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    ISPs Must Take Responsibility For Sony Movie Leaks, MP Says

    This is a discussion on ISPs Must Take Responsibility For Sony Movie Leaks, MP Says within the P2P / File sharing forums, part of the General chat category; ISPs Must Take Responsibility For Sony Movie Leaks, MP Says | TorrentFreak As the fallout from the Sony hack continues, ...

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      ISPs Must Take Responsibility For Sony Movie Leaks, MP Says

      ISPs Must Take Responsibility For Sony Movie Leaks, MP Says | TorrentFreak
      As the fallout from the Sony hack continues, who is to blame for the leak of movies including Fury, which has been downloaded a million times? According to the UK Prime Minister's former IP advisor, as "facilitators" web-hosts and ISPs must step up and take some blame.

      Last week’s massive hack of Sony Pictures could hardly have been more high-profile and if reports thus far are to be believed, damage to the company could be significant. Rather than dropping away, this week momentum is building. In addition to the early leaks, available on BitTorrent networks right now is a 25.87GB data dump featuring the personal details of Sony staff including their names, addresses, salaries and social security numbers.

      Not only is this file damaging (it reveals rather healthy executive remuneration packages) it’s also adding to the already considerable mystery surrounding the case. Early in the torrent’s life, dozens of Sony-linked Amazon IP addresses were observed on the torrent provoking theories ranging from honey-pots to hijacked servers.

      Another mysterious element emerging now involves the torrent’s unique hash. Search for 957DC0A8 04EB8C28 2F33988E B9096974 FC3761C9 using Google or Bing and there are zero results (at least before publication of this article) which is extremely unusual indeed. Whichever way this torrent made its way online, it almost certainly wasn’t via any conventional route.

      As the drama continues, finding someone to blame for the whole debacle is at the forefront. Speculation is rife, with accusatory fingers being pointed as far away as North Korea and as close to home as current Sony employees. It comes as no surprise, however, that picking on easier targets has already slipped onto the agenda.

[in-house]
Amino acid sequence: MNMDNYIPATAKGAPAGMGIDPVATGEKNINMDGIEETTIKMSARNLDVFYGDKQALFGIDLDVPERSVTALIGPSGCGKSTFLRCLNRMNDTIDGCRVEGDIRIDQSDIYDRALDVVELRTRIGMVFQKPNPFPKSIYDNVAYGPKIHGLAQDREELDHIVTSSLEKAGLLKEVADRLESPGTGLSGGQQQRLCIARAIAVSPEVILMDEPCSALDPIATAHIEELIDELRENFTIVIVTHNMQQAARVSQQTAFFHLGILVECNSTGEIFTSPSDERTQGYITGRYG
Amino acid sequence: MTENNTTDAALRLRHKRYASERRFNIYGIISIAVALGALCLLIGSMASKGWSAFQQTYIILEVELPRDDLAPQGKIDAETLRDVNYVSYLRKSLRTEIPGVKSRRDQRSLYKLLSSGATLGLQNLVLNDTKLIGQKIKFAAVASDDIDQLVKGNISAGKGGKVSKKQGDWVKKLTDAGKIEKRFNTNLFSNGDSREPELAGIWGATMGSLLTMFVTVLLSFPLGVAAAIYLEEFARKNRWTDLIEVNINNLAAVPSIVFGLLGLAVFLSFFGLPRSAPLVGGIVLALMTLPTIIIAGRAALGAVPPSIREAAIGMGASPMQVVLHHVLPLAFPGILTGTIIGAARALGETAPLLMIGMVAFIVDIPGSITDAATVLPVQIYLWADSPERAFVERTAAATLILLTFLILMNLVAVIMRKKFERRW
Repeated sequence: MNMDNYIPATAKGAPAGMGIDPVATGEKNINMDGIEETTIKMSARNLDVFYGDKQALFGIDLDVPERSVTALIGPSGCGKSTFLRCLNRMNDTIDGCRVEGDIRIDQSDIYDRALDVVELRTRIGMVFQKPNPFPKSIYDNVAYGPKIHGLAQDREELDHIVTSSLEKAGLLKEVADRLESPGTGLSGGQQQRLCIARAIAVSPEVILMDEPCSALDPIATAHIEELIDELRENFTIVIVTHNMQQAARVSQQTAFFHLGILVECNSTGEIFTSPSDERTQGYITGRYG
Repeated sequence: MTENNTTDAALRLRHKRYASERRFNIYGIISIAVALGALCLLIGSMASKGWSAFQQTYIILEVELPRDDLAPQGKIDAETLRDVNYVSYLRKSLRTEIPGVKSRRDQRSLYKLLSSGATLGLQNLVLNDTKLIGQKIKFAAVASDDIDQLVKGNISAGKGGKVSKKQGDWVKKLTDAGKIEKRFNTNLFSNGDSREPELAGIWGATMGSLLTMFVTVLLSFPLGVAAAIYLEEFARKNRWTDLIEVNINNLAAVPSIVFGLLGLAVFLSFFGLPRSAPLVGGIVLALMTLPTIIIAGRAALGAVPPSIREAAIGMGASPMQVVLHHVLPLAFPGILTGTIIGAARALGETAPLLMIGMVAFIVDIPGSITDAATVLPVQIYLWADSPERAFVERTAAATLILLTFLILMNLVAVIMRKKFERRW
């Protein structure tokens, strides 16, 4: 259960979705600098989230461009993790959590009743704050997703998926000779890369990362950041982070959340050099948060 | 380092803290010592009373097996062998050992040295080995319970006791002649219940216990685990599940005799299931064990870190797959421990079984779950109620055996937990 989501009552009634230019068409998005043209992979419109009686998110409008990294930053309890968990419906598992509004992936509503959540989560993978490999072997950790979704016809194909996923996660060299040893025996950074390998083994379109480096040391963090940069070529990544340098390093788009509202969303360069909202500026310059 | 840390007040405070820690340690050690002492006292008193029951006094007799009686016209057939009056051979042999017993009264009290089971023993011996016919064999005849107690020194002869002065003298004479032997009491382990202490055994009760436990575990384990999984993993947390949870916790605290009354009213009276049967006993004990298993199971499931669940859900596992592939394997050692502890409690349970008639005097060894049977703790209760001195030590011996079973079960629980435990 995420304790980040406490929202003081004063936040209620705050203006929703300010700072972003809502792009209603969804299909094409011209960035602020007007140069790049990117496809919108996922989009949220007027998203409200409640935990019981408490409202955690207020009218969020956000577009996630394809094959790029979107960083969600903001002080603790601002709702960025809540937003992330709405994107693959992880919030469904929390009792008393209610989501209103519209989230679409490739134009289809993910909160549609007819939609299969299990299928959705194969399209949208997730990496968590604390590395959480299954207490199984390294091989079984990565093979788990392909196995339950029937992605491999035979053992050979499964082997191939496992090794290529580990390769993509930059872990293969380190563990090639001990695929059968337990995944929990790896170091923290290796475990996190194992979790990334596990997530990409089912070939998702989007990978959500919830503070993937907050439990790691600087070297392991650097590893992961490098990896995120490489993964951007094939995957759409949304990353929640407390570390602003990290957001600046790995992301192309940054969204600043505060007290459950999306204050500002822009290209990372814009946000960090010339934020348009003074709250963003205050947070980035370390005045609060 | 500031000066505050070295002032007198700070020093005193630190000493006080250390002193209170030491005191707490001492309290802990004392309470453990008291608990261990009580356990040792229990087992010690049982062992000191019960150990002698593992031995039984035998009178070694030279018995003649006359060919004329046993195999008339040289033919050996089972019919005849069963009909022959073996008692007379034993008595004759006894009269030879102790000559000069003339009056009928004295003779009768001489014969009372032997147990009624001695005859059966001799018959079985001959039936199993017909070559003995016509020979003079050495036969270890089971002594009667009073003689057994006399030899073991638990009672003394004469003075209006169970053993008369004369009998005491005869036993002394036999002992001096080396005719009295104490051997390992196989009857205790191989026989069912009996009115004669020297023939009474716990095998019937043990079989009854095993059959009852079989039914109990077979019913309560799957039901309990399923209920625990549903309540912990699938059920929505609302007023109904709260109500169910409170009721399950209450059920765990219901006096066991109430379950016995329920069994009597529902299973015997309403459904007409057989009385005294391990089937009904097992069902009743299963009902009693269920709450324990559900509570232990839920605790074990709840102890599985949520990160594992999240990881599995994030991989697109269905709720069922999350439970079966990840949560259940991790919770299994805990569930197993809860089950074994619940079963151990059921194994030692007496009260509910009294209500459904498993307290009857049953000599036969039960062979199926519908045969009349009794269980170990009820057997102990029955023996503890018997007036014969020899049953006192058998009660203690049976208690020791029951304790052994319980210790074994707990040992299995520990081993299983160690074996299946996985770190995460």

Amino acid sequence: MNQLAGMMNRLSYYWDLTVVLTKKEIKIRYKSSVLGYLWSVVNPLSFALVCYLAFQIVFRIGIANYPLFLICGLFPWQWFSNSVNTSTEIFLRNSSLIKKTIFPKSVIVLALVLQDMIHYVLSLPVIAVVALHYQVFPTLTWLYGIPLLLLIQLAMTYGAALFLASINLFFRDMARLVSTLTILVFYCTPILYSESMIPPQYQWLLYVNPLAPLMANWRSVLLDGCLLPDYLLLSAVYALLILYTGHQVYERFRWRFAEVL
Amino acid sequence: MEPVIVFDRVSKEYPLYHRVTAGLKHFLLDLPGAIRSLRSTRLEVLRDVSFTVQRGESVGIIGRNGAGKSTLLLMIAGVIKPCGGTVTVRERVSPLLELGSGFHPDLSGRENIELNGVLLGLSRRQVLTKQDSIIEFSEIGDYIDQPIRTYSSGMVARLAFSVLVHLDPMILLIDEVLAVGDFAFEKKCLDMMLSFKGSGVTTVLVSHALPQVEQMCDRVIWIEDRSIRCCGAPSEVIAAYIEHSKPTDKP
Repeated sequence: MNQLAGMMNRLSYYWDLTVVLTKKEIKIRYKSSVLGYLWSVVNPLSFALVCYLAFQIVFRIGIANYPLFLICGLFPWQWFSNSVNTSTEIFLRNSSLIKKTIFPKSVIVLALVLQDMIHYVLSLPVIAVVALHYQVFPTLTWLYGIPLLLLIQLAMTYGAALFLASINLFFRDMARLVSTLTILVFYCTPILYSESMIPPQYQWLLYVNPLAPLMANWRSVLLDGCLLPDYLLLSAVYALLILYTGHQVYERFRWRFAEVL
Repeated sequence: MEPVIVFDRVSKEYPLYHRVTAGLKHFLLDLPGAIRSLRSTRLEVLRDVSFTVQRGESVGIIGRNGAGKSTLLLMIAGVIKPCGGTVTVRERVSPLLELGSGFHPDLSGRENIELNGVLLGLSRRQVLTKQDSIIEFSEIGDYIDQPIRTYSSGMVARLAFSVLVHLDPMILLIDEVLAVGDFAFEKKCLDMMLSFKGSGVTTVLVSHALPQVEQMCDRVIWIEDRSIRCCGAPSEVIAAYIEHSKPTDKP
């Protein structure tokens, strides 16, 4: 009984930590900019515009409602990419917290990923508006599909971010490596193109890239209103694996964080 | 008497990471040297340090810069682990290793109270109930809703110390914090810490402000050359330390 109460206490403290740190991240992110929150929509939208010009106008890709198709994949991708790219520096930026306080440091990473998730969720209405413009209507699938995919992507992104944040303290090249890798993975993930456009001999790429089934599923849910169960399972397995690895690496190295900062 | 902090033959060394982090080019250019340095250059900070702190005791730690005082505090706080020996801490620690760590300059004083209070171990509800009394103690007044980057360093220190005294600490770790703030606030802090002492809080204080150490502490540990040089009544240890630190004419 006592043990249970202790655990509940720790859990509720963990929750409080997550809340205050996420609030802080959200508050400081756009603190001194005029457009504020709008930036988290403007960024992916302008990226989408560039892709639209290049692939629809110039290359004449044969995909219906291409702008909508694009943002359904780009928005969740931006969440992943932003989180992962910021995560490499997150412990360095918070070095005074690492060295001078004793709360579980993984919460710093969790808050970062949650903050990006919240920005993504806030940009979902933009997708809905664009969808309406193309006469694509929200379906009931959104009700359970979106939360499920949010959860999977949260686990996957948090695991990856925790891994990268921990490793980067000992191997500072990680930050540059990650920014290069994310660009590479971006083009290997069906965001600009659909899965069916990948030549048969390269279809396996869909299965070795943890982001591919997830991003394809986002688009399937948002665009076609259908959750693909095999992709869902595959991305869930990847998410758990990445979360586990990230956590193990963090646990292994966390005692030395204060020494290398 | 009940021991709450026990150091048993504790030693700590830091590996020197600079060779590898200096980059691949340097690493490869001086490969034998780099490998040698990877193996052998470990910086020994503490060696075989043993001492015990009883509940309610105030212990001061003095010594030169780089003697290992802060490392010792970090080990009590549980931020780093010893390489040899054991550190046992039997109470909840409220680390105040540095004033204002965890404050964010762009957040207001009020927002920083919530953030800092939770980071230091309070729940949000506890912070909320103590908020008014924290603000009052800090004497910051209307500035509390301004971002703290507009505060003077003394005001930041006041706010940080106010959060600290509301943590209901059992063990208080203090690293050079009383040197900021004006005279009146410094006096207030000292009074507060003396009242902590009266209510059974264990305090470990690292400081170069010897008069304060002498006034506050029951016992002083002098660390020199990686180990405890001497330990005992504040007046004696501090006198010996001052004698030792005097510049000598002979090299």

As first reported here on TF, following the hacks last week several unreleased Sony movies leaked online. Fury, featuring Brad Pitt, was by far the highest profile and today we can confirm that the title has been downloaded by BitTorrent users more than a million times.

      But with Kim Jong Un beyond Western justice and millions of torrent users too much of a headache to round up, the middle men are yet again being drawn into the fight.

      Mike Weatherley MP, the recent IP advisor to Prime Minister David Cameron, has published several piracy reports including one earlier in the year examining the advertising revenue on pirate sites. He believes that companies with no direct connection to the hack or subsequent leaks should shoulder some blame.

      “Piracy is a huge international problem. The recent cyber-attack on Sony and subsequent release of films to illegal websites is just one high-profile example of how criminals exploit others’ Intellectual Property,” Weatherley writes in an email to TF.

      “Unfortunately, the theft of these films – and their subsequent downloads – has been facilitated by web-hosting companies and, ultimately, ISPs who do have to step-up and take some responsibility.”

      Weatherley doesn’t provide detail on precisely why web-hosts and ISPs should take responsibility for the work of malicious hackers (possibly state-sponsored) and all subsequent fall out from attacks. The theory is that “something” should be done, but precisely what remains elusive.

      In the UK, on Weatherley’s home turf, almost every major torrent site is already blocked by ISPs. The latest wave arrived in the past few days but with proxy sites appearing even more quickly, progress is limited.